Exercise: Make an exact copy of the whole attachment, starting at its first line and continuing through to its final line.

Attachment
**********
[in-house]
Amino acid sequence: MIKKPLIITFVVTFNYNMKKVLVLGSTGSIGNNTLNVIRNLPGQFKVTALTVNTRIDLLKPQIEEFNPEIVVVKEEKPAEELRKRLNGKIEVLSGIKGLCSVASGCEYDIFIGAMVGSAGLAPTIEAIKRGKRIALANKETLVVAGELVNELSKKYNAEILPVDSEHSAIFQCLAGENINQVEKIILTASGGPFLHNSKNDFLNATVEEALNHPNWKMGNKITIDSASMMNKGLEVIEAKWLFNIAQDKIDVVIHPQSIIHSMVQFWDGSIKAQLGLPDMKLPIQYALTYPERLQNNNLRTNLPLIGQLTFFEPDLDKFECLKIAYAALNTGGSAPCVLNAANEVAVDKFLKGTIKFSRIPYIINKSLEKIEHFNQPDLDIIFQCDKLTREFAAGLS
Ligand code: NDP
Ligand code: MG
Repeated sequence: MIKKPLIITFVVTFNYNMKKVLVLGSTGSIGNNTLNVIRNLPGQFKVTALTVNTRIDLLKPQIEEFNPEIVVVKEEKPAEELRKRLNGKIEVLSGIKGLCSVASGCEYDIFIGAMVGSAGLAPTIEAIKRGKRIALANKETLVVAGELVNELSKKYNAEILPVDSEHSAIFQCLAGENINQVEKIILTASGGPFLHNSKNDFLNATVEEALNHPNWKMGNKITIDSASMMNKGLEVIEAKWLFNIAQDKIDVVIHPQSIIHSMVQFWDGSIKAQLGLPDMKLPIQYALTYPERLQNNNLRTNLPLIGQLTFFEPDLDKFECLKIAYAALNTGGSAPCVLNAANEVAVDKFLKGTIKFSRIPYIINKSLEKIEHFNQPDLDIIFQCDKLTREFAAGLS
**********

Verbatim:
[in-house]
Amino acid sequence: MIKKPLIITFVVTFNYNMKKVLVLGSTGSIGNNTLNVIRNLPGQFKVTALTVNTRIDLLKPQIEEFNPEIVVVKEEKPAEELRKRLNGKIEVLSGIKGLCSVASGCEYDIFIGAMVGSAGLAPTIEAIKRGKRIALANKETLVVAGELVNELSKKYNAEILPVDSEHSAIFQCLAGENINQVEKIILTASGGPFLHNSKNDFLNATVEEALNHPNWKMGNKITIDSASMMNKGLEVIEAKWLFNIAQDKIDVVIHPQSIIHSMVQFWDGSIKAQLGLPDMKLPIQYALTYPERLQNNNLRTNLPLIGQLTFFEPDLDKFECLKIAYAALNTGGSAPCVLNAANEVAVDKFLKGTIKFSRIPYIINKSLEKIEHFNQPDLDIIFQCDKLTREFAAGLS
Ligand code: NDP
Ligand code: MG
Repeated sequence: MIKKPLIITFVVTFNYNMKKVLVLGSTGSIGNNTLNVIRNLPGQFKVTALTVNTRIDLLKPQIEEFNPEIVVVKEEKPAEELRKRLNGKIEVLSGIKGLCSVASGCEYDIFIGAMVGSAGLAPTIEAIKRGKRIALANKETLVVAGELVNELSKKYNAEILPVDSEHSAIFQCLAGENINQVEKIILTASGGPFLHNSKNDFLNATVEEALNHPNWKMGNKITIDSASMMNKGLEVIEAKWLFNIAQDKIDVVIHPQSIIHSMVQFWDGSIKAQLGLPDMKLPIQYALTYPERLQNNNLRTNLPLIGQLTFFEPDLDKFECLKIAYAALNTGGSAPCVLNAANEVAVDKFLKGTIKFSRIPYIINKSLEKIEHFNQPDLDIIFQCDKLTREFAAGLS